For those of us lucky enough to have a mother we can talk to regularly, the question stands: How often should we call? I posed this query to a handful of my best friends—all of whom are close to their mothers—and each reply was different. Some talked to their mom once per week; others chatted with her every few weeks but texted each day; and one friend never went a day without talking to her mom. With the exception of this last friend, a common vein ran among this group: We all wished we talked to our mothers more—myself included.
I talk to my own momma about once per week—especially now that we both text. These conversations are often hours long and something I make time for in my day, as I’m sure she does, too. We catch up on family affairs, I seek advice, and we devote a full 10 minutes to covering the weather. Does every parental phone call require an update on the weather? Nonscientific studies point to yes. And while these conversations are lengthy, they’re never bothersome and always fill me with gratitude. This makes me wonder why I don’t do it more often.
So, for one month, I set out to call my mom every single day.
To be completely honest, I dreaded this assignment—not because I didn’t want to call my mom, but because I didn’t want to talk on the telephone every day for a month. (I do phone interviews for work all the time, but I’m getting paid for that.) But after my newfound love for human conversation, I learned how to manage my phone time and let my mom know that I’d be calling her every day to chat for about five minutes. Her response? “Sure, honey!! Yay!!” My mom loves to talk on the phone, but I learned that she loves hearing from her children even more. Moms are the best like that.
Each day of this assignment, I added “CALL MOM” to my to-do list. And even though it was something I had to check off, it was the farthest thing from a chore, and I soon found that it gave me something to look forward to each day—far more so than cleaning the kitchen or editing a story. Halfway through, my daily call became second nature, and our quick chats were the highlight of my day. My mom liked it, too. Just a week in, she sent me a text that said how much she loved communicating with me every day and that it was so special for her. I felt a pang of guilt for not calling more often for all these years. If I had time to scroll through Instastories, and read Man Repeller on the daily, then I have time to call my mom.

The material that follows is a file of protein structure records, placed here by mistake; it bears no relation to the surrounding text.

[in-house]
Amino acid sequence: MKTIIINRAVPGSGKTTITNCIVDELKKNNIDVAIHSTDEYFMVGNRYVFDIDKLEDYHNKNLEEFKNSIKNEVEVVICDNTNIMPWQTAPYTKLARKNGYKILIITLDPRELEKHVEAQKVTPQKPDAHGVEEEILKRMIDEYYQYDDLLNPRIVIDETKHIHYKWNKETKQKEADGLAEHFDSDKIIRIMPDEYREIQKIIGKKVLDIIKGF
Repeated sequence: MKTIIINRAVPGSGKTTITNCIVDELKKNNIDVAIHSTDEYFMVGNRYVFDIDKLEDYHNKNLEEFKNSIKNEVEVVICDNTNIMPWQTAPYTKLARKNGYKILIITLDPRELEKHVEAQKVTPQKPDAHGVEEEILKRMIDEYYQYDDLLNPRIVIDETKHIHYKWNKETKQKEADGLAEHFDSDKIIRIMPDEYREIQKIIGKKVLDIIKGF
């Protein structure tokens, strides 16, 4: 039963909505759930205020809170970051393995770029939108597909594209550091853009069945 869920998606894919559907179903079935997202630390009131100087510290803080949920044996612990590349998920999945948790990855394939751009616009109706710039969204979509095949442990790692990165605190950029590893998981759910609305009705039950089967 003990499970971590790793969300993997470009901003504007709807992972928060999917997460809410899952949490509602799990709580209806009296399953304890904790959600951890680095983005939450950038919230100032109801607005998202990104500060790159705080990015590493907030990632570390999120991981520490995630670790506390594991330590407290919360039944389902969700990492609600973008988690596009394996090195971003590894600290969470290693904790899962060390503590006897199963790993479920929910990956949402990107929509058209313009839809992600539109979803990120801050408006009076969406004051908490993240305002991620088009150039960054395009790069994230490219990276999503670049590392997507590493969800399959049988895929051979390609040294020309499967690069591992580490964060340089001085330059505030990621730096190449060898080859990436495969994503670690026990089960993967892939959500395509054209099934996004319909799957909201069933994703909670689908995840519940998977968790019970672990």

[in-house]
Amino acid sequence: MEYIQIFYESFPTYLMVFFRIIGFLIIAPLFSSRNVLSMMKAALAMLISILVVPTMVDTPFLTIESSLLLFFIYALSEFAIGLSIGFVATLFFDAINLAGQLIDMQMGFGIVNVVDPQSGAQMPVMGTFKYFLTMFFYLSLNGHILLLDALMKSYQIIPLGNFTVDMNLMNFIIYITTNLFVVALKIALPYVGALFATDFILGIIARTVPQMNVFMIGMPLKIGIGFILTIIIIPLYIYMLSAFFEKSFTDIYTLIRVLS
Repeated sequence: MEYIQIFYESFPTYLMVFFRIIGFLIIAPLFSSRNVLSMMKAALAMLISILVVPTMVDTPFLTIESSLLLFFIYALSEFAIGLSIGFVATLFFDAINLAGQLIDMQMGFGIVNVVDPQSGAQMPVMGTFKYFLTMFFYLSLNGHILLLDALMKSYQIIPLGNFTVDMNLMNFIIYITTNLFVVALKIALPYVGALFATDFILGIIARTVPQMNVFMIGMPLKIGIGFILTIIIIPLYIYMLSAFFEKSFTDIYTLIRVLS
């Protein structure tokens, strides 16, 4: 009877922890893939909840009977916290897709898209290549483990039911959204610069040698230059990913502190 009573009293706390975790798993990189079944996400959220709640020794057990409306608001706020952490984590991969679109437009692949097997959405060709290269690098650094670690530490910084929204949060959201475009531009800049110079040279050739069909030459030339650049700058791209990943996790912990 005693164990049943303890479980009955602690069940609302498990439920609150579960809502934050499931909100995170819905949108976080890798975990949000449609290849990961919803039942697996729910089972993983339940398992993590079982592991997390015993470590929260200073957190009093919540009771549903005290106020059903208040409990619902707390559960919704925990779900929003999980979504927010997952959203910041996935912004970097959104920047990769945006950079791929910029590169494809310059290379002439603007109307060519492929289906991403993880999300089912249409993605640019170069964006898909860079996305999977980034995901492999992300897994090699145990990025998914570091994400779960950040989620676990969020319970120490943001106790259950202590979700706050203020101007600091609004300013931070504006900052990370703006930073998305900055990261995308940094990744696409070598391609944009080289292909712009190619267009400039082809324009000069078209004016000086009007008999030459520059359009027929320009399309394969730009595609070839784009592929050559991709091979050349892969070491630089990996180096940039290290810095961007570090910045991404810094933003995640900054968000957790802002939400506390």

Our phone calls were super short, which worked well for both of our busy schedules—because what really mattered is that I got to hear her voice—if only for a few minutes.
On some calls, we discussed our plan for that day; other chats might be about what we were doing at that exact moment and then bid our goodbyes; and occasionally we’d have time for something more meaningful—but there was never pressure for deep conversation because we both knew it would happen again tomorrow.
One day, we were playing phone tag and it felt sufficient to leave extended voicemails, but my day didn’t feel complete until I had my mom call, so I sleepily dialed her up from bed just to have a quick two-minute chat and dozed off feeling better getting to tell my mom goodnight.
I know that one day I will wish I could hear my mom’s voice and that there will be nothing I want more than to be able to bottle up her contagious laugh—it really is the best laugh I’ve ever heard. As more children move away from their hometowns and farther from their immediate families, and text messages and emails become our main form of communication, it can feel even more lonely and isolating to be far from our families. A daily phone call might just be the cure.
Our time with our parents is often fleeting—I know this. I no longer have a dad, so my mom shoulders the burden of both parents—and she does it well. She’s the parent I go to for advice, she’s the one I call when I need to cry and not feel an ounce of embarrassment, and she’s also my gossip partner. But after calling my mom each day, I learned that there doesn’t really need to be a reason to give her a ring—just saying hello to her each day is perfectly OK.
Anne Roderique-Jones is a freelance writer and editor whose work has appeared in Vogue, Marie Claire, Southern Living, Town & Country, and Condé Nast Traveler. Twitter: @AnnieMarie_ Instagram: @AnnieMarie_